Martha Villatoro was excited to enroll her 4-year-old daughter, Abigail, in school “to interact with other kids, since she’s an only child,” but this was cut short when the Los Angeles Unified School District closed down in March due to the coronavirus pandemic.
“The adjustment was tough for Abigail,” Villatoro, 34, said in Spanish. The little girl went from a bustling class full of children and teachers to being home along with her mother, learning through a digital device.
Abigail is one of more than 670,000 students in the nation’s second-largest school system who will be taught online when the new school year starts in August, after LAUSD announced there won’t be in-person instruction.
Villatoro was told her daughter’s school would provide them a tablet in time to start pre-kindergarten classes via Zoom, a video conference software, on Aug. 19. But Villatoro still “doesn’t feel 100 percent ready” for the new semester.
As school districts nationwide reconsider their reopening plans for the upcoming school year, a survey from the polling firm Latino Decisions conducted on behalf of Opening Doors, a parent-led educational organization, found that Latino families “are apprehensive about the prospect of distance learning,” mainly due to concerns over internet access and children falling behind educationally while families grapple with the health and financial consequences of the coronavirus pandemic.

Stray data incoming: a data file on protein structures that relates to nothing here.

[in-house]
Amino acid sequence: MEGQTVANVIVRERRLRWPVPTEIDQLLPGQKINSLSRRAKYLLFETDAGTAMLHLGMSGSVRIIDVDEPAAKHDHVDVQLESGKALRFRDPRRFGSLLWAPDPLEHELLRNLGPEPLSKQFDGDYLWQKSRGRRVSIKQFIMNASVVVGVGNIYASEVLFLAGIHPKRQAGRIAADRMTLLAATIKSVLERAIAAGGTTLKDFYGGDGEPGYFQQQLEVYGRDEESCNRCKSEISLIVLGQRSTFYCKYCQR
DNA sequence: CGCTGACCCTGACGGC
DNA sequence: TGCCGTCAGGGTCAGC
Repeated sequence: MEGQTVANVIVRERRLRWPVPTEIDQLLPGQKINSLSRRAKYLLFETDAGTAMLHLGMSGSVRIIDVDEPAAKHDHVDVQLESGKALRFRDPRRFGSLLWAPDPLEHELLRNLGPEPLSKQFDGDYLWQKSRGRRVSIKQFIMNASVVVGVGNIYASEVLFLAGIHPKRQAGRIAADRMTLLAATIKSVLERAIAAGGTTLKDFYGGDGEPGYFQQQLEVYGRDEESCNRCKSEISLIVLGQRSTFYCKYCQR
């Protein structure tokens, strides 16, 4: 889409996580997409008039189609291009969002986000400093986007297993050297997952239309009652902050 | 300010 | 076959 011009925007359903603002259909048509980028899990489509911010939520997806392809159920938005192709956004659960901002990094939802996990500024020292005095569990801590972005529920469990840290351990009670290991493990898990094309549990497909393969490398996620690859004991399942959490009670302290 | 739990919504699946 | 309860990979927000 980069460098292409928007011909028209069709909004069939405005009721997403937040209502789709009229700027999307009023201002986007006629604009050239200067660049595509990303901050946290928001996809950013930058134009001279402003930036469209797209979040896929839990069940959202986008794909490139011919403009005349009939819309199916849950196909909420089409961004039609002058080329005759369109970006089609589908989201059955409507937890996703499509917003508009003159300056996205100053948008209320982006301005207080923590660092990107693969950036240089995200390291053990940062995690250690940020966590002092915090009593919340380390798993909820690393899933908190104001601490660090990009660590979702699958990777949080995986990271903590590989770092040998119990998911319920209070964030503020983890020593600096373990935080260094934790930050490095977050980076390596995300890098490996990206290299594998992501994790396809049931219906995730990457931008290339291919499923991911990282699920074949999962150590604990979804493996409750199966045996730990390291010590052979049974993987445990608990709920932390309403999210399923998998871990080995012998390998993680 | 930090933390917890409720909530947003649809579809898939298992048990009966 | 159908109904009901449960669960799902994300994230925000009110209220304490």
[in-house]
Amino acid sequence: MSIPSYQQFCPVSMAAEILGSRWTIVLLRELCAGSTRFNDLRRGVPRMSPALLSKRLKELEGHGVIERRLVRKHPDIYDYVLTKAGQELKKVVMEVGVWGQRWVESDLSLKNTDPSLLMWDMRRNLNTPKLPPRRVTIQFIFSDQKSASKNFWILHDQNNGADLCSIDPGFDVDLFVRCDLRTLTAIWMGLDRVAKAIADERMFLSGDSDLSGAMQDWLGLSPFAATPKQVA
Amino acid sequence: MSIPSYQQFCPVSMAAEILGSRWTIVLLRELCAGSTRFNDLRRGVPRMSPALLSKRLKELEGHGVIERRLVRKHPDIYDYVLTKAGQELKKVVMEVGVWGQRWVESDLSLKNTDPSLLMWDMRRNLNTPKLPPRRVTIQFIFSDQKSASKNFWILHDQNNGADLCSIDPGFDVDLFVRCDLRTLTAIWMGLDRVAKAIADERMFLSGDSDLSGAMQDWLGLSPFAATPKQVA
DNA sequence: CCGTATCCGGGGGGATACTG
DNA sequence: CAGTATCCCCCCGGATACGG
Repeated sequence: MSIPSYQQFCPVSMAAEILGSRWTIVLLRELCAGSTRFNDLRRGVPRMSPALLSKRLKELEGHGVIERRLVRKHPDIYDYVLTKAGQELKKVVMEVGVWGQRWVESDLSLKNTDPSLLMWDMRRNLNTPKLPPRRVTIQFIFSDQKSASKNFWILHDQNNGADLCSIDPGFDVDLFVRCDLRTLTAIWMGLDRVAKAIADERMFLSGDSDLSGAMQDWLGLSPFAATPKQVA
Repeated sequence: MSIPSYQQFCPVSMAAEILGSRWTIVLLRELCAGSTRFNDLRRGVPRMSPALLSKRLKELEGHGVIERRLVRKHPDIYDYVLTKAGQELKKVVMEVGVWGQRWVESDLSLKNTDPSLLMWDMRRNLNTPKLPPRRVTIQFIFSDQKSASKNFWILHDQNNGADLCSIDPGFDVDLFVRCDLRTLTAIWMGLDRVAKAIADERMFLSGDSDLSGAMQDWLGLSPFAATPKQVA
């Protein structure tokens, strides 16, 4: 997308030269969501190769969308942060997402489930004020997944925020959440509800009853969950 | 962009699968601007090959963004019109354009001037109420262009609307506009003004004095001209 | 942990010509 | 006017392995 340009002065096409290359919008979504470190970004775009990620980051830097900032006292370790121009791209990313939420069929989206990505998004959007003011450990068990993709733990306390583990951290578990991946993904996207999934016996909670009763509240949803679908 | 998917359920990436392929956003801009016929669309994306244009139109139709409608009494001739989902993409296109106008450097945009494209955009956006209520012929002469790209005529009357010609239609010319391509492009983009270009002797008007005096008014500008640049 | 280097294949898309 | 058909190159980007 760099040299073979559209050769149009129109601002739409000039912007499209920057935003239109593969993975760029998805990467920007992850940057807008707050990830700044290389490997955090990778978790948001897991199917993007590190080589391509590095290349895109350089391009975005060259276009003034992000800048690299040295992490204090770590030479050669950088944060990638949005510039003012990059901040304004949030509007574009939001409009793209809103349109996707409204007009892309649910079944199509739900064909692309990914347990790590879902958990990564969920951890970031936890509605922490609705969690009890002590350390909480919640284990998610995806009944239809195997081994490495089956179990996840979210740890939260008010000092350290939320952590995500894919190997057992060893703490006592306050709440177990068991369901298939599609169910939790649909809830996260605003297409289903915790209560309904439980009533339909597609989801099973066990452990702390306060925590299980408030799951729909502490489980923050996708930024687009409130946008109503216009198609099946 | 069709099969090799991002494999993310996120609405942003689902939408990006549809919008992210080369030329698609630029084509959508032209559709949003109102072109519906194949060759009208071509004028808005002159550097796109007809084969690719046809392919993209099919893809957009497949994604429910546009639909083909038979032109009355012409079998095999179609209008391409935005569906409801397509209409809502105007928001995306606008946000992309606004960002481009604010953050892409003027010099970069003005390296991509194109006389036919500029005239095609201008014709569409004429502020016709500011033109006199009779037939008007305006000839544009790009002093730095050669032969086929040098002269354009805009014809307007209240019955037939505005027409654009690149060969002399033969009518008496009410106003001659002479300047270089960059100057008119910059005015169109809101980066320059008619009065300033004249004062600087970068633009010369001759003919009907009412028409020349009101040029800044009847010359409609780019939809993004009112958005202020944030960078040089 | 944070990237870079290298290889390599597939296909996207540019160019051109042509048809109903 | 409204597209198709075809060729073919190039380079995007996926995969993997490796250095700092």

“We know, as educators and advocates, that in-person instruction is the best way to deliver high-quality education,” said Stephanie Parra, executive director of All in Education, an Arizona-based advocacy group. “Unfortunately, right now it’s not the safest way.”
Robert Fernandez, 36, has three children in schools around Sylmar, California: Samantha, 14, who’s starting high school; Derek, 11, who’s in elementary school; and Roxanne, 5, who’s starting kindergarten.
Although Fernandez believes their home has good enough internet and technology equipment to do distance learning, he said connectivity can still be a challenge when all the children are using the internet while their mother also works from home.
A third of Latino families nationwide don’t have regular internet access at home. Among those who have internet, 37 percent said they can only access it through a cell phone, which is not ideal for home schooling, Latino Decisions found.
“If you’re getting choppy video, if you’re getting choppy reception, if your teacher is kind of cutting in and out due to the quality of your computer or internet speed, those are little things that can hinder their ability to grasp new concepts,” Fernandez said.
His children “were very disappointed” after learning their classes were going “completely online five days a week,” he said. “We’re basically talking about a full year worth of school that these students have had to learn online. That’s a long time, a lot of self-teaching instead of being taught.”
“My biggest fear is for my daughter that’s going to high school. We all know high school is a very crucial point in anybody’s life; it kind of develops who you are, and I think we’re robbing her and a lot of other students and children from that,” Fernandez said. He’s also afraid his youngest daughter won’t have a good “foundation for the rest of her academic career.”
Fears of falling behind
The Latino Decisions survey found that 83 percent of primary caregivers are concerned that their children aren’t learning enough from online schooling and will fall behind.